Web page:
2. How a Bill Becomes a Law: My daughter (a bill) is pushed around by her brothers (Congress and the President) through the process of making a bill into a law.
  3. Preamble to the Constitution: A simple reading of the Preamble to the Constitution, with skits of various kinds to humorously bring to life each segment.
  4. Presidential Line of Succession: The President keels over, to be replaced by the Vice-President; who keels over to be replaced by the Speaker of the House; who keels over to be replaced…
  5. What are the Federal Executive Departments? Each of the Federal Executive Departments are dramatized by goofy kids in order to understand each department better.
  6. How the Judicial System Works: A Chicago gangster is counterfeiting money in his basement. Two federal agents break into his house and tell him he in under arrest. The remainder of the short video depicts how the judicial system works.
  7. The Bill of Rights: The first ten amendments of the U.S. Constitution are dramatized in this fun video.
  8. Make Your Own State Tourism Brochures: We take a break from all of our skits to show how to make a tourist pamphlet for your state. A couple of my kids have humorous pamphlets.
  9. Typical Campaign Promises: A silly skit by a candidate running for President, promising outlandish things that can never be fulfilled.
  10. How Government Gets Its Money: No matter what you do with your money, the government will want a piece of the action. Watch each scene from federal, state, and local taxes to see how the government holds out his hand for money to be forked over.

A couple of other hands-on activities go well with the study of high school government:

  1. Civitas Government Game: My kids loved this game, re-enacted it, and filmed it from the roof of my house. Make their risk worth it by watching their video, which was created, filmed, and edited entirely by my teen sons.
  2. Government Activity Books for High School: These Dover Publications books include pop-up Presidents, a 3-D White House model, and activity books that include other hands-on craft ideas. There are detailed coloring pages that can be used for notebooking, along with word searches, crossword puzzles, and code breakers.

Hopefully these skits and hands-on activities will make your students enjoy their study of high school government!

How Government Gets Its Money

Monday, May 29th, 2017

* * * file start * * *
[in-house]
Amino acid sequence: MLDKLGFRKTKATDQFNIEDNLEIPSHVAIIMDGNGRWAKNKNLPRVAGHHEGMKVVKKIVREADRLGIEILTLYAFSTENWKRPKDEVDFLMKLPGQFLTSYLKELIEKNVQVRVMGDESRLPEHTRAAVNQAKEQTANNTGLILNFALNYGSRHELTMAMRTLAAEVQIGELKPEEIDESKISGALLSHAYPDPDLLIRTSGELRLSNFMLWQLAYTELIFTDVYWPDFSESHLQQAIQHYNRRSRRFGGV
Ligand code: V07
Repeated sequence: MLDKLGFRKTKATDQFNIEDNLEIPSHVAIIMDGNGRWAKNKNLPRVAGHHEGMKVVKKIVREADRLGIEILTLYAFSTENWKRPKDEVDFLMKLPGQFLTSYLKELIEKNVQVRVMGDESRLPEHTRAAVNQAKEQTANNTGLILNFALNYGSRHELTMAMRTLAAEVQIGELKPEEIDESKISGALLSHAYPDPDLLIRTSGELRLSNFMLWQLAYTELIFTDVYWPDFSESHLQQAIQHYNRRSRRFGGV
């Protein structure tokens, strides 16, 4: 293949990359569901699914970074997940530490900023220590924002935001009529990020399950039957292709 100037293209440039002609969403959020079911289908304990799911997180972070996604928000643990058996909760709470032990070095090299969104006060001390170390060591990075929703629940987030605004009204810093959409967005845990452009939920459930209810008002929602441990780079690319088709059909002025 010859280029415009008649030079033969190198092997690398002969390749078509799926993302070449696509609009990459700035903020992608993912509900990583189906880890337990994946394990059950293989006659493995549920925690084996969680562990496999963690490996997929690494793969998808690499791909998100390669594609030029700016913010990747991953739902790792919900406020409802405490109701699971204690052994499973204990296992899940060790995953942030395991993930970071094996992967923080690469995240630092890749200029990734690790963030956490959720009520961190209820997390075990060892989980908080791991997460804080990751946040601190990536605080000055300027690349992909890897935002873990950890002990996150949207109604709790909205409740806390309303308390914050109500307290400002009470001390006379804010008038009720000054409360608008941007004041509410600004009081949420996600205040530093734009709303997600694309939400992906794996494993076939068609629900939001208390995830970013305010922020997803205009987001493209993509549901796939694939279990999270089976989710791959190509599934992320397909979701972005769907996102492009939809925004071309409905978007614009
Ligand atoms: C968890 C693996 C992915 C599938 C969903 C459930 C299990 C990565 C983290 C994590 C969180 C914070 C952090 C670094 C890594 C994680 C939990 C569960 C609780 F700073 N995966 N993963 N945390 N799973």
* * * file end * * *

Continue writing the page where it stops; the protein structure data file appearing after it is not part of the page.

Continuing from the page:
how-government-gets-its-money

The U.S. government at the federal, state, and local levels has to get its money from somewhere. So it taxes individuals, businesses, and corporations to get the money it wants for its countless programs. Today we will show you through a series of skits how this is done.

The Notgrass Company has sponsored these fun blog posts because we are basing this series on their Exploring Government book. One of the chapters requires students to understand the ways that citizens are taxed. We continue our series of high school government with another set of skits for your enjoyment.

How the Government Gets Its Money

Federal Taxes:

The income tax is the main source of federal revenue, providing over half of federal money. This is a progressive tax, which means higher incomes are taxed more.

The next biggest source of revenue for the federal government is the payroll tax, which provides about one-third of federal money. This tax helps pay for Social Security and Medicare.

Other taxes include an excise tax of things like tobacco, alcohol, jewelry, and guns, customs of tariff duties on some imported goods, estate taxes when an heir’s inheritance exceeds $2 million, and much more.

learn-about-taxes

State Taxes:

States also have an income tax. Some states don’t tax personal income, and so have to rely more on other taxes. Usually, income tax rates are form 2 to 6 percent.

Another major state tax is the sales tax. Most states impose a flat statewide rate and let counties and cities add an additional tax on sales within their borders.

States also get a lot of revenue from automobile-related taxes. In about half of the states, there is an Ad valorem (to the value) tax for registering a vehicle. There are also taxes of alcohol, tobacco, utilities, theme parks, and hotels/motels.

taxing-cars

Local Taxes:

Cities and counties impose property tax on the assessed value of the real property in them. Homeowners and business owners both pay property tax. There is also a business tax, which is a small percentage of the total sales a business has in a year. Counties also charge for a business license.

I hope you enjoyed our re-enactment of “How Government Gets Its Money.” We made quite a few props for these skits, and we had a blast behind the scenes!

We truly enjoyed producing this series of high school government posts, breaking down concepts from the Exploring Government book, and making them come to life! If you would like to buy the book, get it from the Notgrass website to bless their family the most!